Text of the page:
PHP Macros for Fun and Profit!

I was originally going to call this “Micro Macros with Márcio Perfectly Pragmatic Pre-Processor library”, but I didn’t think Bruno would approve…

I get really excited when developers feel empowered to create new tools, and even new languages with which to solve their problems.


You see, many developers come to PHP from other languages. And many PHP developers can code in more than one language. Often there are things in those languages — small syntax sugars — that we appreciate and even miss when we’re building PHP things.

Complex laboratory labyrinth

Adding these to a language, at a compiler level, is hard (or is it?). That is unless you built the compiler and/or know how they work. We’re not going to do anything that technical, but we’re still going to be empowered.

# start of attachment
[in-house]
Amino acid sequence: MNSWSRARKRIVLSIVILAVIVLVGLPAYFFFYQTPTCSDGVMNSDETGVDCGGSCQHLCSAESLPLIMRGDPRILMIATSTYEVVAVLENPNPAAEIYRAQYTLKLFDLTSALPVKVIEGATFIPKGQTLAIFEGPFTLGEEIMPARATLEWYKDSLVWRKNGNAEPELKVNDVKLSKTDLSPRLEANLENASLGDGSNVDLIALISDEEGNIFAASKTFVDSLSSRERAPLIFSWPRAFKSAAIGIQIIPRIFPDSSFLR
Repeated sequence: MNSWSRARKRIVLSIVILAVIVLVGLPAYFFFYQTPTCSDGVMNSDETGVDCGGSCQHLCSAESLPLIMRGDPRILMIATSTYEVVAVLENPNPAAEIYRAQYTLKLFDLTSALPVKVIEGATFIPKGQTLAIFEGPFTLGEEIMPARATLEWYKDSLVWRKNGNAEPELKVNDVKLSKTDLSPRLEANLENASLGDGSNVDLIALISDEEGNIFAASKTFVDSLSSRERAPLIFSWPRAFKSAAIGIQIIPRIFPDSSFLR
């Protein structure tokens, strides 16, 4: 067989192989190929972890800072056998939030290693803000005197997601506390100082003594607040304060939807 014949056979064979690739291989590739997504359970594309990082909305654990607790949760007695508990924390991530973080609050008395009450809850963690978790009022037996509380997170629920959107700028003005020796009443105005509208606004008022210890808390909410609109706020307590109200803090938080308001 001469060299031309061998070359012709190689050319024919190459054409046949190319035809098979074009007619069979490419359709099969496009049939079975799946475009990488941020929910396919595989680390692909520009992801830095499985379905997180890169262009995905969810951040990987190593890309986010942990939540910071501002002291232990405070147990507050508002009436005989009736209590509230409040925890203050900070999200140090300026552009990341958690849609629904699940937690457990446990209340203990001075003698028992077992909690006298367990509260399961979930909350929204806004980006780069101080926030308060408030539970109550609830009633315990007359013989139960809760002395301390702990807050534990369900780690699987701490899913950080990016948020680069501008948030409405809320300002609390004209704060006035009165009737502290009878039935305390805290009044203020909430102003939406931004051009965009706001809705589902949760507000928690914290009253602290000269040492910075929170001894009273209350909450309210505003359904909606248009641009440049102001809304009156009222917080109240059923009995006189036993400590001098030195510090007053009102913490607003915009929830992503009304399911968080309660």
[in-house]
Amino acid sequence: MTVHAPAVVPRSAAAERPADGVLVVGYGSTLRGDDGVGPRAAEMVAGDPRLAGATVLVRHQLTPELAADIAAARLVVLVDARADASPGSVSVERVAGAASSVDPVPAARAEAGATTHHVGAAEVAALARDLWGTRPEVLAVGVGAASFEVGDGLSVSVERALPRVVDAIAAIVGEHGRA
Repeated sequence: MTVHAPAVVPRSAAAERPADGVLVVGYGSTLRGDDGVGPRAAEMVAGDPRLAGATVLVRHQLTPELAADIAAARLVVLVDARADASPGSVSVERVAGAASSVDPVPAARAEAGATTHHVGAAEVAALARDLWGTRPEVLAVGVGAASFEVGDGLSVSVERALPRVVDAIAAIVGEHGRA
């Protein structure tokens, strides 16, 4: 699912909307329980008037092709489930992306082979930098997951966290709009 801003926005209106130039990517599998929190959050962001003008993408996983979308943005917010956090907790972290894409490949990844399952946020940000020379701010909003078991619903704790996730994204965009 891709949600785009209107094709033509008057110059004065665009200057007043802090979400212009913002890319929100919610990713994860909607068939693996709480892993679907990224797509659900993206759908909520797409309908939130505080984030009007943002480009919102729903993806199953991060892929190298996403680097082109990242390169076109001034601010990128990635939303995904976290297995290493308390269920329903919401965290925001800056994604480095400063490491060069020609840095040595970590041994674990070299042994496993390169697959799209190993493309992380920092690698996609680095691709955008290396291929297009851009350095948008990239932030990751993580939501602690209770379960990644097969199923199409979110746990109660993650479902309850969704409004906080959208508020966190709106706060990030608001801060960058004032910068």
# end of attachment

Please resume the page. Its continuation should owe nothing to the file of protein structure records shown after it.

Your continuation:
When I used to write Ruby (or languages similar in this regard), I used to use list index ranges. They look something like this:

few = many[1..3]

We can expect code like that to take the second, third and fourth item of the many list, and assign them to the few variable. We can do something similar, using array_slice:

$few = array_slice($many, 1, 3);

I think the Ruby equivalent is far more elegant. We can also use variables and negative values for the lower and upper bounds of the range. It’s brilliant!

Getting Started with Macros

Inspired by a recent SitePoint post, I decided to try and add this syntax to my applications. The trouble is I don’t understand the PHP interpreter well enough to be able to add it. Then I remembered Márcio Almada’s Yay library. It adds macros through pre-processing. Here’s an example of something simple you can do with it:

macro {
    unless (···condition) { ···body }
} >> {
    if (!(···condition)) { ···body }

$condition = false;

unless ($condition) {
    print "look ma! macros...";

That example is straight out the readme (with a few style differences).

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